Sunday, October 18, 2009

If by, you mean

Thursday, August 29, 2002

life is so beautiful some days

when you find the perfect quotes:

"Drink you under the table? I believe I'll drink myself under the hostess!" .. unknown

"If you mean whiskey, the devil's brew, the poison scourge, the bloody monster that defiles innocence, dethrones reason, destroys the home, creates misery and poverty, yea, literally takes the bread from the mouths of little children; if you mean that evil drink that topples Christian men and women from the pinnacles of righteous and gracious living into the bottomless pits of degradation, shame, despair, helplessness, and hopelessness, then, my friend, I am opposed to it with every fiber of my being.

"However, if by whiskey you mean the oil of conversation, the philosophic wine, the elixir of life, the ale that is consumed when good fellows get together, that puts a song in their hearts and the warm glow of contentment in their eyes; if you mean Christmas cheer, the stimulating sip that puts a little spring in the step of an elderly gentleman on a frosty morning; if you mean that drink that enables man to magnify his joy, and to forget life's great tragedies and heartbreaks and sorrow; if you mean that drink the sale of which pours into Texas treasuries untold millions of dollars each year, that provides tender care for our little crippled children, our blind, our deaf, our dumb, our pitifully aged and infirm, to build the finest highways, hospitals, universities, and community colleges in this nation, then my friend, I am absolutely, unequivocally in favor of it. This is my position, and as always, I refuse to be compromised on matters of principle." ... anon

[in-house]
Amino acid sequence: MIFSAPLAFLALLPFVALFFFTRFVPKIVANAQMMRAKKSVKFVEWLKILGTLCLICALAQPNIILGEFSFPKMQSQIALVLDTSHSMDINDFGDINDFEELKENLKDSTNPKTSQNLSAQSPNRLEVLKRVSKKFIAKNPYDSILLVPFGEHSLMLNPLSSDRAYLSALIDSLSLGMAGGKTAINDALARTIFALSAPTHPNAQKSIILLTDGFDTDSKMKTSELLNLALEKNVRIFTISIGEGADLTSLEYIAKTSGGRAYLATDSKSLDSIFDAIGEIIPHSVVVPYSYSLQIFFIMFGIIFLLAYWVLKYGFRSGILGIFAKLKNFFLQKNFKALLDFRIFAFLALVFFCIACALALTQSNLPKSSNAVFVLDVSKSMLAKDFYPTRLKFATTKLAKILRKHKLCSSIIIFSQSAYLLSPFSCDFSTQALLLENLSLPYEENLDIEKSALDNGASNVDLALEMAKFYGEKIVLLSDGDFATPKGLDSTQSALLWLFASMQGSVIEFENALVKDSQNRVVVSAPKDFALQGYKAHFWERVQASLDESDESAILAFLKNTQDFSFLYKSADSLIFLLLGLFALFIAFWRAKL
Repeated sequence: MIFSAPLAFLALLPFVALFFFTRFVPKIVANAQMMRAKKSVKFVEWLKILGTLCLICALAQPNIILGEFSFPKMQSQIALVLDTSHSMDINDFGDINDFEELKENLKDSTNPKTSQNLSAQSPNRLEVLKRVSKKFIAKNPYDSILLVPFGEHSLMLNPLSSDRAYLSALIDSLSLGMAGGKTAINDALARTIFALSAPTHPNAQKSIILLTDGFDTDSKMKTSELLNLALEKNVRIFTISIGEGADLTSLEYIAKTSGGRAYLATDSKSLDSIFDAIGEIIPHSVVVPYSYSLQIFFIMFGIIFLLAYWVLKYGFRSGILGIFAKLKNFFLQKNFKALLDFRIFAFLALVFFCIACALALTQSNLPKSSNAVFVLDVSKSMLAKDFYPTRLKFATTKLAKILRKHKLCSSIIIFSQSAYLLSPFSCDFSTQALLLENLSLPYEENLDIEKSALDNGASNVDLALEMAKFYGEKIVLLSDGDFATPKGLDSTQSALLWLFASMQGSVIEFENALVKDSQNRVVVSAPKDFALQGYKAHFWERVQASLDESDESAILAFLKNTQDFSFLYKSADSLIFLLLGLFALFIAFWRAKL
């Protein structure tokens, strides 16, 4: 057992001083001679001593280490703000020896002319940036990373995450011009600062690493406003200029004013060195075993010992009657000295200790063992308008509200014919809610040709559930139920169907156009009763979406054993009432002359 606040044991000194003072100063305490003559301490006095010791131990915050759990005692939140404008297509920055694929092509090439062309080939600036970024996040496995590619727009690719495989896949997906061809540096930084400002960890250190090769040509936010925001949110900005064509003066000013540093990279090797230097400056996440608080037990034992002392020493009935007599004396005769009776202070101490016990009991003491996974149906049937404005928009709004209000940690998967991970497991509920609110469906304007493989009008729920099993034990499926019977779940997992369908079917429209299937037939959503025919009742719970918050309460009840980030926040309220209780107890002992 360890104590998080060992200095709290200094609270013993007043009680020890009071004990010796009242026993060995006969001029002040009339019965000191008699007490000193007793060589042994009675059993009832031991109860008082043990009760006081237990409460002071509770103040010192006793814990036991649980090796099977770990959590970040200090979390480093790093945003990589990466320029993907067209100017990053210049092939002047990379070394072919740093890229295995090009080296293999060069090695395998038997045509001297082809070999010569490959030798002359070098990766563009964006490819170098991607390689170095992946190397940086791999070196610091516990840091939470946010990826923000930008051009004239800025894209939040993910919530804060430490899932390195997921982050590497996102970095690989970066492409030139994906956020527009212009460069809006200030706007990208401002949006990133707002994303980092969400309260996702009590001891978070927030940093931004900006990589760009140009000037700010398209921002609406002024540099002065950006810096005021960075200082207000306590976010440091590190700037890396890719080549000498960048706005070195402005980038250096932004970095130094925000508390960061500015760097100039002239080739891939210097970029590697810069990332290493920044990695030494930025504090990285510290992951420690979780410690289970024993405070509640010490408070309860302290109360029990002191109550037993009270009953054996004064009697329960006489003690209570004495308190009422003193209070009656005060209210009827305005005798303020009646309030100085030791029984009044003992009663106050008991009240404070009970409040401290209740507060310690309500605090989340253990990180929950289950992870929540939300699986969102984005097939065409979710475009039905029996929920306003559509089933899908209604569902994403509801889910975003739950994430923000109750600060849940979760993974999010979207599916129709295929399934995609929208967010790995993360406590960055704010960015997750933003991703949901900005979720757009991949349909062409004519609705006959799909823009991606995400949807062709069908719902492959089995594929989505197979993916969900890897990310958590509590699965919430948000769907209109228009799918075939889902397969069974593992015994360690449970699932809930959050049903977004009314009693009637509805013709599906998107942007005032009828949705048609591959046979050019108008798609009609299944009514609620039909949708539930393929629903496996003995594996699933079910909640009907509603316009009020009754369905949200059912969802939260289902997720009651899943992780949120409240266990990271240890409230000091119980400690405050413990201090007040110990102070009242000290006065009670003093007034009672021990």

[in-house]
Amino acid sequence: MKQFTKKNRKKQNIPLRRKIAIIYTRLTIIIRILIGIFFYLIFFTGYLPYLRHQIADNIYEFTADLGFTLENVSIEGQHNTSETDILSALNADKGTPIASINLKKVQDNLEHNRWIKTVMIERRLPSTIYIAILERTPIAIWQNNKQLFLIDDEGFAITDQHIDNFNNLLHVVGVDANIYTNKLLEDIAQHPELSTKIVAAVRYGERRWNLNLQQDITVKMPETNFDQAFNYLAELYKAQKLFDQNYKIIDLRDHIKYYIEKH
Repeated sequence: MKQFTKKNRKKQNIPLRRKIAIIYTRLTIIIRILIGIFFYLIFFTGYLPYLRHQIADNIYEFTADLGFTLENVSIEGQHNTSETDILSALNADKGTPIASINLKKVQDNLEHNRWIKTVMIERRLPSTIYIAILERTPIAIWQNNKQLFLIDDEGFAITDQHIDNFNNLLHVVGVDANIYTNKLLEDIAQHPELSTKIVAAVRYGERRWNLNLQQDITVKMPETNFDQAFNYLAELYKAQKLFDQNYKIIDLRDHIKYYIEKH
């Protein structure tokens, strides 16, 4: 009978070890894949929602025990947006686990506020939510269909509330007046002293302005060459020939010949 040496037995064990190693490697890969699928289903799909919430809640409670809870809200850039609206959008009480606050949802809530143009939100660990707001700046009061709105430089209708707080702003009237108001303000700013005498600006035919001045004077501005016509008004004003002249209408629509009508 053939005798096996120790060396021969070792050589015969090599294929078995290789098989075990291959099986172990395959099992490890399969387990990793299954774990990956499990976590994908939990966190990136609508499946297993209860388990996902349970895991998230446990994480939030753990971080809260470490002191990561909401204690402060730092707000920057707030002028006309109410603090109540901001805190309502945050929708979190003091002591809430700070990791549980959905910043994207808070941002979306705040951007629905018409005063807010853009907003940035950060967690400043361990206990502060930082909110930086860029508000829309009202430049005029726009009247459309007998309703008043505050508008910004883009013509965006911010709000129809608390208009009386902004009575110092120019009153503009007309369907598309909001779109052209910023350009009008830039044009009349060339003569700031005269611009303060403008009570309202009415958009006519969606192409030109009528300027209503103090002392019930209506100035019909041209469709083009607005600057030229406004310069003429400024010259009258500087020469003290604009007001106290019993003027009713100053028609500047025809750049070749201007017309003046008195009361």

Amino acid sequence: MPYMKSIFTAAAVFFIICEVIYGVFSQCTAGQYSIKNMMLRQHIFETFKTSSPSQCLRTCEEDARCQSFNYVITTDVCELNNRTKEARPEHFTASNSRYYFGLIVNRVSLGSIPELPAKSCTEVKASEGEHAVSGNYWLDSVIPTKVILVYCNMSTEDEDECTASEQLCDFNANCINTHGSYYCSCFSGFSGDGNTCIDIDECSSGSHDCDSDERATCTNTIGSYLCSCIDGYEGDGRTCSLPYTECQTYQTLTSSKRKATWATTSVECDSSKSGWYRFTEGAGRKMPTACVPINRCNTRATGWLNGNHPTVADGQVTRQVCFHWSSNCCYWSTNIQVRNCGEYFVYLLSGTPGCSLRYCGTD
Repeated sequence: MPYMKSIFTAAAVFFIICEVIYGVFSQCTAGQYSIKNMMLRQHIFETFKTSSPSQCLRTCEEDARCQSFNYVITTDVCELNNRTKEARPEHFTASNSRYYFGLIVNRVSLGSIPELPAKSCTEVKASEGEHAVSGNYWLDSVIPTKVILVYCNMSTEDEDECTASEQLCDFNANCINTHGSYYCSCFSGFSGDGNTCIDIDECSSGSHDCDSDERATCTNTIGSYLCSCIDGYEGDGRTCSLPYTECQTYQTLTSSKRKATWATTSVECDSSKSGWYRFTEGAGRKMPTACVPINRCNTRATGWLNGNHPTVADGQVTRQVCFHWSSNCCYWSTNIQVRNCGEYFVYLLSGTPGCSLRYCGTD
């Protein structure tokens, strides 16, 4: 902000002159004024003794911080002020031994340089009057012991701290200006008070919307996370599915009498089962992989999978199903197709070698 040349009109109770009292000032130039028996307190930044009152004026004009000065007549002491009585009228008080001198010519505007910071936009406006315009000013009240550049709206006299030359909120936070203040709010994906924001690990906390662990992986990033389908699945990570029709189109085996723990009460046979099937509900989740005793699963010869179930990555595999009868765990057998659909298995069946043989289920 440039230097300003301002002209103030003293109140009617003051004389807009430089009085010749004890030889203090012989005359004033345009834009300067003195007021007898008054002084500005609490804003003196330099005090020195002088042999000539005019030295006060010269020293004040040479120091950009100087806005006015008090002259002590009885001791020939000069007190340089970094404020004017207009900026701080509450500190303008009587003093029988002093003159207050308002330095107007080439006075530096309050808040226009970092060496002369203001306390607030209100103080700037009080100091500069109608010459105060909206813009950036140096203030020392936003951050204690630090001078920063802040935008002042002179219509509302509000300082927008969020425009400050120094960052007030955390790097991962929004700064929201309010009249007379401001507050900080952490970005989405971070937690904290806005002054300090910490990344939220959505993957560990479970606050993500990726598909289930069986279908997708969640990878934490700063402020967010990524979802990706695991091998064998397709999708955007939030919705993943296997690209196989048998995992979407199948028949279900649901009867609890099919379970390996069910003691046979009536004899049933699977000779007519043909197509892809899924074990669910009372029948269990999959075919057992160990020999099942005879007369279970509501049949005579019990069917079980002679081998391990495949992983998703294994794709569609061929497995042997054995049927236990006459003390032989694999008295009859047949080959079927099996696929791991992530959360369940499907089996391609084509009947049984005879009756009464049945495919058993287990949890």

"Anon" has a name and immortality.

"In political discourse, if-by-whiskey is a relativist fallacy where the response to a question is contingent on the questioner's opinions and use of words with strong positive or negative connotations (e.g., terrorist as negative and freedom fighter as positive). An if-by-whiskey argument implemented through doublespeak appears to affirm both sides of an issue, and agrees with whichever side the listener supports, in effect, taking a position without taking a position." (wiki)

"Anon" is actually Noah S. "Soggy" Sweat, Jr., a young lawmaker from the U.S. state of Mississippi.

Columnist William Safire popularized the term in his column in The New York Times:


THE GREAT POLITICAL straddle exemplified by the if-by-whisky speech was attributed here to Gov. Fuller Warren of Florida in the 1950's [incorrect attribution]. An earlier and richer formulation was submitted by Norman L. Simpson of Syracuse, who found an undated and unattributed clipping in his family archives; he dates it to the 1920's, during discussions of the repeal of the Volstead Act prohibiting the sale of liquor:

"[insert the above quote by 'anon']"

The if-by-whisky technique is still in active use. Asked by Jonathan Alter of Newsweek if he was not too sensitive to criticism, Gov. Mario M. Cuomo of New York replied:

"If by thin-skinned you mean very, very quick to respond -- that's what I've done for a lifetime. I'd been a lawyer for more than 20 years. You can't let the comment from the witness pass.

"If [ by thin-skinned ] you're talking about being personally sensitive to criticism, that's a lot of [ expletive ] ."


The other two Safire columns on that page are awesomeness. Jungle becomes Rain-forest.

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